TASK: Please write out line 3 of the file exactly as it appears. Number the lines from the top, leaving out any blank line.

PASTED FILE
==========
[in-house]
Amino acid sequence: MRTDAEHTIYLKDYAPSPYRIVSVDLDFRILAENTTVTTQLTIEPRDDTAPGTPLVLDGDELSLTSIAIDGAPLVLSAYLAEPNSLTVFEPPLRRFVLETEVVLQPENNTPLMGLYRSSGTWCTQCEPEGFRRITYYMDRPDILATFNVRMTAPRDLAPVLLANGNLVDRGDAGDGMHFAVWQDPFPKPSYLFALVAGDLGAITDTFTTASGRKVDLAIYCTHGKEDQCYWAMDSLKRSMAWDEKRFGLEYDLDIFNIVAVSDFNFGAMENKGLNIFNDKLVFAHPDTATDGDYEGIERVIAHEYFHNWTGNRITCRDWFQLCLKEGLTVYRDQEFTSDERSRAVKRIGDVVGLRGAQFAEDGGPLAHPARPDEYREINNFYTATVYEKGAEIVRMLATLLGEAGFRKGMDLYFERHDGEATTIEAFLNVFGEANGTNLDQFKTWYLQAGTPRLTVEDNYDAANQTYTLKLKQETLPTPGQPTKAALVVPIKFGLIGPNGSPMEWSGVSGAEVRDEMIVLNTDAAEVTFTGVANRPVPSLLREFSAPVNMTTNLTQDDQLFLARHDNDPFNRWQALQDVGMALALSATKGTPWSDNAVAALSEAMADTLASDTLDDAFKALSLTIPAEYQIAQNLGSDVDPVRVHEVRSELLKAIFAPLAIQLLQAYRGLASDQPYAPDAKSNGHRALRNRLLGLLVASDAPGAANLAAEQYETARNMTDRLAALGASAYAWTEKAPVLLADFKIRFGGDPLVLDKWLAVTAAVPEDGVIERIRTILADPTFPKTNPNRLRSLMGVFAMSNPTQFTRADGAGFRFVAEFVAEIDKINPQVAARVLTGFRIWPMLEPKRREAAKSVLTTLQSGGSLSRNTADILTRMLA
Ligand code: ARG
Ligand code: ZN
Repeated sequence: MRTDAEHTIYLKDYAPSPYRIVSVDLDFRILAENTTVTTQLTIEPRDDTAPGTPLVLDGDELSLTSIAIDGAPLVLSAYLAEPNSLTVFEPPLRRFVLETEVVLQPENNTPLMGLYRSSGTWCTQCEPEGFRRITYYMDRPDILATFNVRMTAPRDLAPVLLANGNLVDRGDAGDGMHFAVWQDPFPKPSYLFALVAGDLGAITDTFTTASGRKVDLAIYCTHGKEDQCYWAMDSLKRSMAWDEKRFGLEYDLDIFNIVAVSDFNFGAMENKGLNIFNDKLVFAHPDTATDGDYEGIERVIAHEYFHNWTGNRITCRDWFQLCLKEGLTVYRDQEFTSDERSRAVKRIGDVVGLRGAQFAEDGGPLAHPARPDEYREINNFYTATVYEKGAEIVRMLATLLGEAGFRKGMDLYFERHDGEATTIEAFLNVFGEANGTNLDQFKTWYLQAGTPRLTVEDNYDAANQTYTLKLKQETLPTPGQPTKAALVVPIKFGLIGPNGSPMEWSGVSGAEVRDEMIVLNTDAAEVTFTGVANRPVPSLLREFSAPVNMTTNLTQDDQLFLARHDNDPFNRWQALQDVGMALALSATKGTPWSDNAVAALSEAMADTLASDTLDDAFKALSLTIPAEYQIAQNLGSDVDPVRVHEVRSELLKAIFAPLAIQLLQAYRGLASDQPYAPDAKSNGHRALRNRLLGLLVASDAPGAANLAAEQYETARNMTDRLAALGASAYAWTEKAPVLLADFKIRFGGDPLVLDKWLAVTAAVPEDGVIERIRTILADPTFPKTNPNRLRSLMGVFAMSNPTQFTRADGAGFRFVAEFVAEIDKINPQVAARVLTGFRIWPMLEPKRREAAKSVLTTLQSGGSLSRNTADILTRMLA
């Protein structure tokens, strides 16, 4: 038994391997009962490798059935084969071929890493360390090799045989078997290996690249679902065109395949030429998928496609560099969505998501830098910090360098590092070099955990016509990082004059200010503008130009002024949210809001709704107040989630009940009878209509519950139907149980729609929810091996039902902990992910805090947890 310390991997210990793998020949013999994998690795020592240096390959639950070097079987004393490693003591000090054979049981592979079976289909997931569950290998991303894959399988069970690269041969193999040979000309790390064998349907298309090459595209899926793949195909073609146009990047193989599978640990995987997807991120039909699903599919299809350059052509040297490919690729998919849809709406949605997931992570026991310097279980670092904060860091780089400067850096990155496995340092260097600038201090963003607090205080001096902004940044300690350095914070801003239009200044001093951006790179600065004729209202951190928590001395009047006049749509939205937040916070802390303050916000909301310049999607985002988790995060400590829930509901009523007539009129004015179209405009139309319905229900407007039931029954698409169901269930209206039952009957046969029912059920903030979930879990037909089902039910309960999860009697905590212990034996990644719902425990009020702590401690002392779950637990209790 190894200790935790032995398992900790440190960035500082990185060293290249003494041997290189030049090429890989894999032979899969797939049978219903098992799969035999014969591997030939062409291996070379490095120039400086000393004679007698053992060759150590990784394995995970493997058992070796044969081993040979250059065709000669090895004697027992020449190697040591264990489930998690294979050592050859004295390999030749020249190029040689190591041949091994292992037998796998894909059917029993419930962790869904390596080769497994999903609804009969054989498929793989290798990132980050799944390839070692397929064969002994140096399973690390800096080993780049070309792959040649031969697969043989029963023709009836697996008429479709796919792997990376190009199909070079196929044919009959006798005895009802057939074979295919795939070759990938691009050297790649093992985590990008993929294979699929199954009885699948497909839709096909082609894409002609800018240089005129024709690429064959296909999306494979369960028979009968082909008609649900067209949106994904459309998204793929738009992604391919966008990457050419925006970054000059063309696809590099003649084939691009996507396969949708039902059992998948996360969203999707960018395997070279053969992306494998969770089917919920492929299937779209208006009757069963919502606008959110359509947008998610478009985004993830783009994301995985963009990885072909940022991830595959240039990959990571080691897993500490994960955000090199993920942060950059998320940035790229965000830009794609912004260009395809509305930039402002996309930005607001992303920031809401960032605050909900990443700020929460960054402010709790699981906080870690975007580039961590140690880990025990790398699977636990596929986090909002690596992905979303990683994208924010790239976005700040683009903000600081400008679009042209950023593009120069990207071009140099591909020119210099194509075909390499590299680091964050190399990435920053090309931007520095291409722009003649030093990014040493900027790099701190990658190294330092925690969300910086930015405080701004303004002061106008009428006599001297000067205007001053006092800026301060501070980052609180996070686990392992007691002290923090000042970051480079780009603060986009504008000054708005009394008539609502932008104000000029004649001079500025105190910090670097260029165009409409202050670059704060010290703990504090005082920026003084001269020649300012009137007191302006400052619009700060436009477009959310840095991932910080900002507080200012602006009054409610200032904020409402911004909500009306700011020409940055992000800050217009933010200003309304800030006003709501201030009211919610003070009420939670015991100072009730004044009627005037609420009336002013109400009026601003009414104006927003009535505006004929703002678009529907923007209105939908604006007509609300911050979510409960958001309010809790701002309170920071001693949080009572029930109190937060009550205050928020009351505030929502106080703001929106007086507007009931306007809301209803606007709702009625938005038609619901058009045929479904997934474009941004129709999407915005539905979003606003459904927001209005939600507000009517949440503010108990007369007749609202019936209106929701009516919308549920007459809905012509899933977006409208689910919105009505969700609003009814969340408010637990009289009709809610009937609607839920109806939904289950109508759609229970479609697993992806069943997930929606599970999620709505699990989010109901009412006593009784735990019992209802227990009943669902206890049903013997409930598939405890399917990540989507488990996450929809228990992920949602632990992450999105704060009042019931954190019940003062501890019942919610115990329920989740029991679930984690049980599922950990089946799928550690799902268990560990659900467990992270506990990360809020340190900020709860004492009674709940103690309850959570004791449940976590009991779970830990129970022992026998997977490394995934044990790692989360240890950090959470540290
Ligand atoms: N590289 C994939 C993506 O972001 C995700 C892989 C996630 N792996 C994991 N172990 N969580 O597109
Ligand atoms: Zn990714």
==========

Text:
Ligand code: ARG